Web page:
Joe has been building his African Village art park in the yard around his house since 1989, using found objects to create shrines, totems, sculptures and plaques to tell stories of the African-American experience, and to share messages from the Bible and from his personal relationship with God.  His yard is tucked between two African American cemeteries, and the spirits of over 100,000 Africans around him make this sacred ground.

He came to greet us shortly after we arrived in the Village, and told us about how God,” the first artist,” guided him in its creation.  He left us to wander, but came back frequently to offer small sermons about art, religion, and how we ought to live together in harmony.  He showed us his talking stick, which is also a musical instrument, adorned with many found objects that jangle and ring as he carries and shakes it.  (Even without the stick, he jangles when he walks--a little cow bell hangs from his belt.)

Martin Luther King Jr.’s prison cell, the twin towers, African natives dancing and slaves in chains, segregated living, lynchings, civil rights heros and Jesus as redeemer--all are subjects of art pieces in the Village, and Joe would be glad to tell us more of their stories, but we have miles to go today, so we manage to tear ourselves away after an hour or so of exploring (though we will keep talking about him and his art long after we leave).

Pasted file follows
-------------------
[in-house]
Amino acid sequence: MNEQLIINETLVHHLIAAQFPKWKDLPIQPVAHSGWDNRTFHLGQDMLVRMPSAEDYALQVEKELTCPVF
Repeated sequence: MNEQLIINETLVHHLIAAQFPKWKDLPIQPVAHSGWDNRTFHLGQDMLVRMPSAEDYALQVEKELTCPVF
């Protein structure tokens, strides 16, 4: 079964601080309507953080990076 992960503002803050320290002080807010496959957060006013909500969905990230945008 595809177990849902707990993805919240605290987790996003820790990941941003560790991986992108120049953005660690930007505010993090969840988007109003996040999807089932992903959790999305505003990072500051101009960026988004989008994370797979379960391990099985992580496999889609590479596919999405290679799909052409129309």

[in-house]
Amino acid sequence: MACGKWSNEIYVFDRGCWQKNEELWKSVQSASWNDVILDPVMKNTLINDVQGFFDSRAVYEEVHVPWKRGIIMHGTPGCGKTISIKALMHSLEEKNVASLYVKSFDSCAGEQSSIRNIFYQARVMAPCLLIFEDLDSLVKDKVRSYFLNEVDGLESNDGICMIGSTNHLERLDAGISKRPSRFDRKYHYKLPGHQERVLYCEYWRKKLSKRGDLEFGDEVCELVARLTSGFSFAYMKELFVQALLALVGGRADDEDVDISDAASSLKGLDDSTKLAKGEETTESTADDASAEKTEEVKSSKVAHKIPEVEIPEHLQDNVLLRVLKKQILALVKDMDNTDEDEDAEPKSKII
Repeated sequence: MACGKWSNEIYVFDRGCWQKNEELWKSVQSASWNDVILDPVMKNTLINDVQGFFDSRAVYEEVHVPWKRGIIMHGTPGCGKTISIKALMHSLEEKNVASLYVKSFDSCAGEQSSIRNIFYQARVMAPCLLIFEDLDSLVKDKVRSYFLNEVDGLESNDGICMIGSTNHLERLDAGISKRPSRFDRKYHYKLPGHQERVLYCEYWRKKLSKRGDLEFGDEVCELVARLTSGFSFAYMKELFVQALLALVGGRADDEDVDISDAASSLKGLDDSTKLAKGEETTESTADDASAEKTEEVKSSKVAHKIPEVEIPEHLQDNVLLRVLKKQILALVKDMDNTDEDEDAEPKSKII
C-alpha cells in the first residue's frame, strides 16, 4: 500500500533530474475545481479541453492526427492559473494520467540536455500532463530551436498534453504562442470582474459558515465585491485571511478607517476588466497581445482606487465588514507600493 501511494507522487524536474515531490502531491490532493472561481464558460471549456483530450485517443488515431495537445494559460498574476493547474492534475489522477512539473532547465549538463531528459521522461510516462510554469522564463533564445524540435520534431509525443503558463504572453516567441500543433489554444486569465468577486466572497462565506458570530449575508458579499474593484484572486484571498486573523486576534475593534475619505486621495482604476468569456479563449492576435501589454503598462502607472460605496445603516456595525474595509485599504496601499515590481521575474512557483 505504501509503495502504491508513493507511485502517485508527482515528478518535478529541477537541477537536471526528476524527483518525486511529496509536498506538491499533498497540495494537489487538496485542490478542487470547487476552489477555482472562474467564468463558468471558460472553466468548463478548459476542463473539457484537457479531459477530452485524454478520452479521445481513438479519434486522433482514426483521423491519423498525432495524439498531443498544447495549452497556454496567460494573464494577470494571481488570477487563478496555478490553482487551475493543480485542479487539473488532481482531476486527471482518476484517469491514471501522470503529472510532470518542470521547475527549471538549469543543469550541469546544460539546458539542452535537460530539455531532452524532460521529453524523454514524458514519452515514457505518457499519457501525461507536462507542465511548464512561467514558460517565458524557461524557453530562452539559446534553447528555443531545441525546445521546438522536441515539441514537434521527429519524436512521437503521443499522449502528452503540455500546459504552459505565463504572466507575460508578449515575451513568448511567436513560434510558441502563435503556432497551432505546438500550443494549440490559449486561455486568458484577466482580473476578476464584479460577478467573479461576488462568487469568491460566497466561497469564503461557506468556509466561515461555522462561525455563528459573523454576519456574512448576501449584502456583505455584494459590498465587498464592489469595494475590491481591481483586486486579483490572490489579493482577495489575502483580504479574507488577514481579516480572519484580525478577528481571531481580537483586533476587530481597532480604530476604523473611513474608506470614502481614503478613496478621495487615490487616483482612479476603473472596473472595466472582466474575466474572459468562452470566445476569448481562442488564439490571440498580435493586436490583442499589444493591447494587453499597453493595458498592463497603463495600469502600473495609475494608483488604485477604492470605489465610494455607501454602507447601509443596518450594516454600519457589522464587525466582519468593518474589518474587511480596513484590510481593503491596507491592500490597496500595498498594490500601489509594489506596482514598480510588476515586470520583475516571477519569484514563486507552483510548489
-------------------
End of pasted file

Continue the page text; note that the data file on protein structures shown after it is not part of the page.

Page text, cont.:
Our next stop is Sloss Furnaces, a now defunct iron foundry which has gained national historic site status.  We get there hours before it officially opens to the public, but the gates are open to allow vendors from a big event the day before to pull up stakes and get their RVs off the grounds.  We take advantage of the situation, and wander around the deserted plant taking pictures of the beautifully rusting old machinery.